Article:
“The Northcoast Regional Land Trust offers our gratitude to Boyle Forests for their donation of an easement that will forever prevent subdivision and development in a watershed recognized as one of the best coho salmon strongholds in California” said Dan Ehresman, NRLT Executive Director. Following the completion of the conservation easement, Green Diamond Resource Company purchased the Sproul Creek property, which will be managed under their long term, property-wide agreements with the Department of Fish and Wildlife, the Regional Water Board, and under Forest Stewardship Council standards.
15,682 acres protected in 2018. In partnership with the California Wildlife Conservation Board (WCB) and the landowner of the Hunter Ranch this completed project allows NRLT to permanently
hold and steward the 15,682-acre conservation easement in eastern Humboldt County, nearly doubling the number of acres conserved by NRLT. The protected property includes thousands of acres of beautiful oak woodlands, mature Douglas-fir forest, rolling grasslands, and many miles of frontage on the Mad River. This property has deep cultural significance due to its location within the Pilot Ridge Archaeological/Historic District, which is listed on the National Register of Historic Places. The Pilot Ridge area was traditionally used as a seasonal hunting ground and includes what are thought to be some of the earliest human settlements in the region.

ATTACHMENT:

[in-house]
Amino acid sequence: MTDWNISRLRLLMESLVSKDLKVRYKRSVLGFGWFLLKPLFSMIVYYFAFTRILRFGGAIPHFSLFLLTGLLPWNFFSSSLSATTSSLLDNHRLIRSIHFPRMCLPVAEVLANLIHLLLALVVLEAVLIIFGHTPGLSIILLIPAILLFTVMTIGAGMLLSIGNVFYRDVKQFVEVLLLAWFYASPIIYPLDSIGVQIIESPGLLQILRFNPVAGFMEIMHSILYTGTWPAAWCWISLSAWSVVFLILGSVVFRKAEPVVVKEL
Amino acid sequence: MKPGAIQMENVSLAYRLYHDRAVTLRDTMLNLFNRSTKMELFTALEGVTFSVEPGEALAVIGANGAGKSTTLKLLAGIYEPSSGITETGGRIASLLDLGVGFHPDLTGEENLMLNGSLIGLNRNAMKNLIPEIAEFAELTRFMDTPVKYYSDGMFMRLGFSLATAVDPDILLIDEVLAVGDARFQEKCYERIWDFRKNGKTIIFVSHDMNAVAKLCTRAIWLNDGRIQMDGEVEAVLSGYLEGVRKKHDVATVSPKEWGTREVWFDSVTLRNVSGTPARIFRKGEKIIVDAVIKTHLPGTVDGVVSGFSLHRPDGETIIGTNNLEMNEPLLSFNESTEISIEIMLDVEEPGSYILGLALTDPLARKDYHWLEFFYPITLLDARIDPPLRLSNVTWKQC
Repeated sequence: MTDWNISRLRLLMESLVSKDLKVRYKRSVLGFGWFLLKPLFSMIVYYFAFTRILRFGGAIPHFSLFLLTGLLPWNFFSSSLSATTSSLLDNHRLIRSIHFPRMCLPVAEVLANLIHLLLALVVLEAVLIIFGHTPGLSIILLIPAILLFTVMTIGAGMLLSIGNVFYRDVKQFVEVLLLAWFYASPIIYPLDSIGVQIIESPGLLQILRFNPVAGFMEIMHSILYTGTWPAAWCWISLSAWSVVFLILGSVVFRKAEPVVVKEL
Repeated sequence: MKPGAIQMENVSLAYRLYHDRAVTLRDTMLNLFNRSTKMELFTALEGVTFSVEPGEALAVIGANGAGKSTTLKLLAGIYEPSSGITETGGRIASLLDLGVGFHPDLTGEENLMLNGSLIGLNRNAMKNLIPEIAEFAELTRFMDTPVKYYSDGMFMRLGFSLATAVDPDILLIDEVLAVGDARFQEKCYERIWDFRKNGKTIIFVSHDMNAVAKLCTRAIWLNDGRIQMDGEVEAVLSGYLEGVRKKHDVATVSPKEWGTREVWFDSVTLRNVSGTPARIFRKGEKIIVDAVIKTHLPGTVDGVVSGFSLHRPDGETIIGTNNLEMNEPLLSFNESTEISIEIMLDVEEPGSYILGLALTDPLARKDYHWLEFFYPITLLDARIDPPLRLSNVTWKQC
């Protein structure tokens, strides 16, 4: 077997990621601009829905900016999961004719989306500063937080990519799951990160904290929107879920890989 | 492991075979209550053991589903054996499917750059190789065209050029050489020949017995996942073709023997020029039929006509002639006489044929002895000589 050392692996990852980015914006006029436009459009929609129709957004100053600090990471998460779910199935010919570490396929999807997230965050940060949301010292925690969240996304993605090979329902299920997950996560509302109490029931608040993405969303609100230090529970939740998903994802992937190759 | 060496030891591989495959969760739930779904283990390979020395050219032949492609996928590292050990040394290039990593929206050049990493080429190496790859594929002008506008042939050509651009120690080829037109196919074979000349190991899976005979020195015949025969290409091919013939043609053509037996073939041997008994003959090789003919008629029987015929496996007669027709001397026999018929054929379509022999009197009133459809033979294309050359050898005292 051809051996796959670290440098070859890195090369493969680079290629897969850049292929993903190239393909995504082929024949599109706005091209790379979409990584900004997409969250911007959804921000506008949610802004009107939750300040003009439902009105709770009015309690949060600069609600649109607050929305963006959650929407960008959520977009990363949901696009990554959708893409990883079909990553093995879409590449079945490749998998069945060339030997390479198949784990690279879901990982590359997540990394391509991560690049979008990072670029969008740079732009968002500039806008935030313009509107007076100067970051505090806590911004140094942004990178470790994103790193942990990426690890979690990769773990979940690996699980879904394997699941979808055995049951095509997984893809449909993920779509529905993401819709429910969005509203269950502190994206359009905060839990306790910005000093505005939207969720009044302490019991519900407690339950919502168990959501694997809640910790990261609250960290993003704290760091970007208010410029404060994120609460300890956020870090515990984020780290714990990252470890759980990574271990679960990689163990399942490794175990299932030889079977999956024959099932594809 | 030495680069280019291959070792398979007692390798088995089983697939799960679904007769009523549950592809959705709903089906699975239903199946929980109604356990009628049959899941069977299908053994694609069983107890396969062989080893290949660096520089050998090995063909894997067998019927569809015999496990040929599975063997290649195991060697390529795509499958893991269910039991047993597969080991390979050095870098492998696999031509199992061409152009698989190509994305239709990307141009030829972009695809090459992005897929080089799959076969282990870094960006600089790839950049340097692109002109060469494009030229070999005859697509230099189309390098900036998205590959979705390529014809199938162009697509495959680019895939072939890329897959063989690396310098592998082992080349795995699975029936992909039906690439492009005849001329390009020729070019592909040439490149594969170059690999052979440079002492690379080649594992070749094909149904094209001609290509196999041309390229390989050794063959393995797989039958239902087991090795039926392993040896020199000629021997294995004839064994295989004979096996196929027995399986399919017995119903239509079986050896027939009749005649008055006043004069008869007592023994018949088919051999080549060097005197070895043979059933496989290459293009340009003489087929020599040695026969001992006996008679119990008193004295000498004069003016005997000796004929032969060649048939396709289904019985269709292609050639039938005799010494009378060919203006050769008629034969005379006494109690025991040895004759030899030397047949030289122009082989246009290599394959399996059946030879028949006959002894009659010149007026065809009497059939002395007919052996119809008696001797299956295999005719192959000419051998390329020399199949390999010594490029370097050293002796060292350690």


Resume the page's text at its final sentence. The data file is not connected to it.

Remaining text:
The conservation partnership between NRLT, WCB, and the landowner will prevent subdivision of this expansive ranch, protecting its remarkable habitat and rich cultural history while providing for continued cattle ranching, a sustainable working forest, and long-term stewardship of the property.
The 3 Vs
320 acres protected. In 2002, the Land Trust completed its first project - the acquisition of 320 acres in the Mattole Watershed, which includes old-growth forests and salmon-spawning tributaries. With assistance from the Coastal Conservancy, and in partnership with Sanctuary Forest Inc., the Land Trust was able to purchase the land and has now donated it to the Bureau of Land Management for permanent protection for its natural values. This property fills a gap between two parts of the Sinkyone Wilderness State Park on the border of Humboldt and Mendocino Counties, approximately four miles from the ocean.